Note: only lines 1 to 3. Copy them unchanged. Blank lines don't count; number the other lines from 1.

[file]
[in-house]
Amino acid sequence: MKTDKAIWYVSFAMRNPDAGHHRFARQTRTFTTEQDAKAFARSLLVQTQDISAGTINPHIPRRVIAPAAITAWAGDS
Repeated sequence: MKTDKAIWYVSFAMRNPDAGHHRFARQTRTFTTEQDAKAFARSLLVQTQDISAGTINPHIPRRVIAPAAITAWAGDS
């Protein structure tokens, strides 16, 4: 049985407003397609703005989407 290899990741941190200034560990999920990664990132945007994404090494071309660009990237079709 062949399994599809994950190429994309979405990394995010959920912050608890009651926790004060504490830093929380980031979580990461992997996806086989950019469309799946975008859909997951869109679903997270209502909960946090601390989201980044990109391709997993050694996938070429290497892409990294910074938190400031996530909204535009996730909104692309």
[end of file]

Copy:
[in-house]
Amino acid sequence: MKTDKAIWYVSFAMRNPDAGHHRFARQTRTFTTEQDAKAFARSLLVQTQDISAGTINPHIPRRVIAPAAITAWAGDS
Repeated sequence: MKTDKAIWYVSFAMRNPDAGHHRFARQTRTFTTEQDAKAFARSLLVQTQDISAGTINPHIPRRVIAPAAITAWAGDS